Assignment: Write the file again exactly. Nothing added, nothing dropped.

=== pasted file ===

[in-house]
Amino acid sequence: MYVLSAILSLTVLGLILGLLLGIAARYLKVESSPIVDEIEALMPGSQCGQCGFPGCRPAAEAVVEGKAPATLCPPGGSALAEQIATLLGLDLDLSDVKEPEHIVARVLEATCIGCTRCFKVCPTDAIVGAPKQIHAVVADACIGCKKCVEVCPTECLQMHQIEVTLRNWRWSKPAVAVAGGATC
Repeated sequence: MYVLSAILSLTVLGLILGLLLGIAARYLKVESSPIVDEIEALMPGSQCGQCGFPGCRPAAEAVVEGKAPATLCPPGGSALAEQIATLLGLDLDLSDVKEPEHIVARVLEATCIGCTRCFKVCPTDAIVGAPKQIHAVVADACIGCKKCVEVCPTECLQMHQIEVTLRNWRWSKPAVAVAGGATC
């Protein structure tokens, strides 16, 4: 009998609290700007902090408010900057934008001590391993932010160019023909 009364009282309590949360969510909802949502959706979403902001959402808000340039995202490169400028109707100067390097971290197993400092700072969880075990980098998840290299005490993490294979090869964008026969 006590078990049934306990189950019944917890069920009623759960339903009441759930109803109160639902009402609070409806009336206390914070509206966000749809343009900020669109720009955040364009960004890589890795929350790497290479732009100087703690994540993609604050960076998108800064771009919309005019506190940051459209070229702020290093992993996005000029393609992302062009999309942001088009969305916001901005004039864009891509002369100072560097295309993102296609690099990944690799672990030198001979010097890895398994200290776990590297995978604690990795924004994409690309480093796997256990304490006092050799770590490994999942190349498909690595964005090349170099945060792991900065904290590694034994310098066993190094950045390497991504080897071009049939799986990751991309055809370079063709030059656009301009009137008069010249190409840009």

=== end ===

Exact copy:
[in-house]
Amino acid sequence: MYVLSAILSLTVLGLILGLLLGIAARYLKVESSPIVDEIEALMPGSQCGQCGFPGCRPAAEAVVEGKAPATLCPPGGSALAEQIATLLGLDLDLSDVKEPEHIVARVLEATCIGCTRCFKVCPTDAIVGAPKQIHAVVADACIGCKKCVEVCPTECLQMHQIEVTLRNWRWSKPAVAVAGGATC
Repeated sequence: MYVLSAILSLTVLGLILGLLLGIAARYLKVESSPIVDEIEALMPGSQCGQCGFPGCRPAAEAVVEGKAPATLCPPGGSALAEQIATLLGLDLDLSDVKEPEHIVARVLEATCIGCTRCFKVCPTDAIVGAPKQIHAVVADACIGCKKCVEVCPTECLQMHQIEVTLRNWRWSKPAVAVAGGATC
């Protein structure tokens, strides 16, 4: 009998609290700007902090408010900057934008001590391993932010160019023909 009364009282309590949360969510909802949502959706979403902001959402808000340039995202490169400028109707100067390097971290197993400092700072969880075990980098998840290299005490993490294979090869964008026969 006590078990049934306990189950019944917890069920009623759960339903009441759930109803109160639902009402609070409806009336206390914070509206966000749809343009900020669109720009955040364009960004890589890795929350790497290479732009100087703690994540993609604050960076998108800064771009919309005019506190940051459209070229702020290093992993996005000029393609992302062009999309942001088009969305916001901005004039864009891509002369100072560097295309993102296609690099990944690799672990030198001979010097890895398994200290776990590297995978604690990795924004994409690309480093796997256990304490006092050799770590490994999942190349498909690595964005090349170099945060792991900065904290590694034994310098066993190094950045390497991504080897071009049939799986990751991309055809370079063709030059656009301009009137008069010249190409840009």